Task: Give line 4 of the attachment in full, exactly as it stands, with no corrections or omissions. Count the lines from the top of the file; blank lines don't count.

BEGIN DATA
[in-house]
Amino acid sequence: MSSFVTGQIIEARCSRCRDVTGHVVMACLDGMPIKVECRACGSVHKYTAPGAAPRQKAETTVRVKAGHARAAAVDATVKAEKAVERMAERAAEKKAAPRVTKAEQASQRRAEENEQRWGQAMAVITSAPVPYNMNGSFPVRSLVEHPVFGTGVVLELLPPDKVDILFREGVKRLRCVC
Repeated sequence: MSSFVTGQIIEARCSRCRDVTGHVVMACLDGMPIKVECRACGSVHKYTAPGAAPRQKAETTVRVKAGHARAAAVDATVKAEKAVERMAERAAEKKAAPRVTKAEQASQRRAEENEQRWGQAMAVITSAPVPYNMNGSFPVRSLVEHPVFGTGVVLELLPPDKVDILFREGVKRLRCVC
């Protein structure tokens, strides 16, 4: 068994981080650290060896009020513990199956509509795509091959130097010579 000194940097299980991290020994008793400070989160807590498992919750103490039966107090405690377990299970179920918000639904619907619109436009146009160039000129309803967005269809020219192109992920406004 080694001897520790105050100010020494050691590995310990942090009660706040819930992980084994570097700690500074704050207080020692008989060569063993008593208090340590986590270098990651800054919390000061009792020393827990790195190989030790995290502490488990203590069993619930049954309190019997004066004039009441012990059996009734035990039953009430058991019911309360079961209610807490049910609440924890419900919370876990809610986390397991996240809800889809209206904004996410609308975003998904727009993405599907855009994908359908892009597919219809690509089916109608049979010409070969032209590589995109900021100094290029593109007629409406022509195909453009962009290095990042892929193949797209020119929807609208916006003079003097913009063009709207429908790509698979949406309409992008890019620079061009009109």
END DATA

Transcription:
């Protein structure tokens, strides 16, 4: 068994981080650290060896009020513990199956509509795509091959130097010579 000194940097299980991290020994008793400070989160807590498992919750103490039966107090405690377990299970179920918000639904619907619109436009146009160039000129309803967005269809020219192109992920406004 080694001897520790105050100010020494050691590995310990942090009660706040819930992980084994570097700690500074704050207080020692008989060569063993008593208090340590986590270098990651800054919390000061009792020393827990790195190989030790995290502490488990203590069993619930049954309190019997004066004039009441012990059996009734035990039953009430058991019911309360079961209610807490049910609440924890419900919370876990809610986390397991996240809800889809209206904004996410609308975003998904727009993405599907855009994908359908892009597919219809690509089916109608049979010409070969032209590589995109900021100094290029593109007629409406022509195909453009962009290095990042892929193949797209020119929807609208916006003079003097913009063009709207429908790509698979949406309409992008890019620079061009009109």